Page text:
Companies continue to deploy customer relationship management (CRM) solutions, but many of these organizations still can't decide how to use them. In fact, 40 percent of enterprises that have already installed CRM solutions will rethink them, with an emphasis on balancing privacy with increasing pressure to support personalization, says a new research note from Gartner.

"Adequately addressing privacy concerns will be a top business priority. This is going to require rethinking of how information is gathered, how customers can access and control that data and how enterprises can safeguard it from parties that might want it but shouldn't have it. Legislation will force this anyway, but in 2002, customers are increasingly going to be demanding it," says Scott Nelson, vice president and research area director for Gartner.

Privacy concerns will also drive personalization and real-time analytics to the fore-front in 2002. "Enterprises will find that customers want to see why all this data is being gathered, and they will expect the CRM experience to reflect intelligent use of personal data," said Nelson. "Otherwise, enterprises will not be in a position to ask for the data at all. In addition, many enterprises have been working to put the basic infrastructure in place, and now they are ready to build on it."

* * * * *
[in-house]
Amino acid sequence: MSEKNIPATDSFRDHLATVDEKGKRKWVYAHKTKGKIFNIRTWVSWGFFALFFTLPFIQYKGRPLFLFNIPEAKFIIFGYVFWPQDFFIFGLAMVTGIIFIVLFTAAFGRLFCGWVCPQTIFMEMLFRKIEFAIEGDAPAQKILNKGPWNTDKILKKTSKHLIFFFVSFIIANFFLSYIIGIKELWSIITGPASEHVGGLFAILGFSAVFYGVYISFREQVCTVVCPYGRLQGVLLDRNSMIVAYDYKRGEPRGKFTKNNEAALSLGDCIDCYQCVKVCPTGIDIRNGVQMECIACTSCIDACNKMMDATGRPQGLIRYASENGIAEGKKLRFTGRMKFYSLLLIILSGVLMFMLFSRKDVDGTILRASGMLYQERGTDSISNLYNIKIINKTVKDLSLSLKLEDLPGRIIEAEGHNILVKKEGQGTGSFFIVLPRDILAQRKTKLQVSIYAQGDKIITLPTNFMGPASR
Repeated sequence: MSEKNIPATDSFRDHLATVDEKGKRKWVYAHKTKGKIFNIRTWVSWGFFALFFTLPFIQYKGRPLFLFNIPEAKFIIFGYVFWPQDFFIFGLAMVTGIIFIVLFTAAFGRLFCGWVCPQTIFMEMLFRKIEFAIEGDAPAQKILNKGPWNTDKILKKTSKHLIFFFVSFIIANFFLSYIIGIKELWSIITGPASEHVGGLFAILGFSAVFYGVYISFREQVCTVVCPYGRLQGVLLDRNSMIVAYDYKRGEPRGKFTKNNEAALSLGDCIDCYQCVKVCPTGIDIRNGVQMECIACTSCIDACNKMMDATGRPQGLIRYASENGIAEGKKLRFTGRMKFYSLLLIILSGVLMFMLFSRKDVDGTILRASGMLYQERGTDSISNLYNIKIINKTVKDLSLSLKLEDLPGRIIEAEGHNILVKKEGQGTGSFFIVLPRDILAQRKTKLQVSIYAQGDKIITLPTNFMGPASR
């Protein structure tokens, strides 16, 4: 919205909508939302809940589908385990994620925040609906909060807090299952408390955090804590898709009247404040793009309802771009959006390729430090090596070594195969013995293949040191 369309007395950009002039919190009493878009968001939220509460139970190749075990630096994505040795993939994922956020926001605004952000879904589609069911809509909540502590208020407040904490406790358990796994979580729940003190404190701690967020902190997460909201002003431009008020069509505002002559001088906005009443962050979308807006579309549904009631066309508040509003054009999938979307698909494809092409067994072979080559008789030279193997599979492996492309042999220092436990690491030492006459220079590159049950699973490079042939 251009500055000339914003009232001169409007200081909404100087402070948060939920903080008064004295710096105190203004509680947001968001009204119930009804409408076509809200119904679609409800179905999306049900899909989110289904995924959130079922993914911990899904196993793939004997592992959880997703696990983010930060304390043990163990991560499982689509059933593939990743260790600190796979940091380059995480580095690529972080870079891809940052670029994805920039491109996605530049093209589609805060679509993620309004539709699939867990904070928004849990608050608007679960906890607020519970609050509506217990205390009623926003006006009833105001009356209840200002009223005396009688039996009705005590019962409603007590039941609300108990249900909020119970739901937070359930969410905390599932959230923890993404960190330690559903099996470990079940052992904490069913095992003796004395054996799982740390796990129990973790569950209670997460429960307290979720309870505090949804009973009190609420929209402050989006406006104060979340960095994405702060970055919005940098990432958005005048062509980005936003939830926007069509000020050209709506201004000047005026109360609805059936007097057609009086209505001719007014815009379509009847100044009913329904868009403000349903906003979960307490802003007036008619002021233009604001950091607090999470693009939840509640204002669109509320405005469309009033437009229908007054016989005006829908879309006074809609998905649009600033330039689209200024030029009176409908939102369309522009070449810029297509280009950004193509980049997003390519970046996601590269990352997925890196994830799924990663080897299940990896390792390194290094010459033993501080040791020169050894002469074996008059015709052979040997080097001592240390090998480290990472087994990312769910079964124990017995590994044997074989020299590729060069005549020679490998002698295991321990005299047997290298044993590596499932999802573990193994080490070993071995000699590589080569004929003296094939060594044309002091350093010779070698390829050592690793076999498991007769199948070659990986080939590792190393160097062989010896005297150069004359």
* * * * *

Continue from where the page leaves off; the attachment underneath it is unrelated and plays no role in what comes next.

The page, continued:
The economic slowdown caused enterprises to scale back their CRM initiatives and shift their CRM projects' goals from revenue enhancement to cost reduction. Through 2002, there will be a return to tactical projects that will hurt the large suite vendors and breathe new life into the best-of-breed players, but only temporarily. In the end, enterprises will gravitate to the large suite solutions.

"One change in 2002 is that much-needed large-scale CRM successes will begin to emerge. Many enterprises have very quietly overhauled their dealings with their customers, and in 2002, we will see their case studies come to market. This will provide the validation this space requires, and in the end, may be the most important event in CRM this year. As the big 'wins' emerge, the rest of the industry will gain the justification they need to sell this business strategy to skeptical management," says Nelson.

Even though enterprises have focused mainly on the technology aspects of CRM, , enterprises will worry more about how to ensure that the entire workforce can use these tools effectively, how to institutionalize best practices, and how to export high levels of customer support to their extended enterprise, including partners and affiliates.

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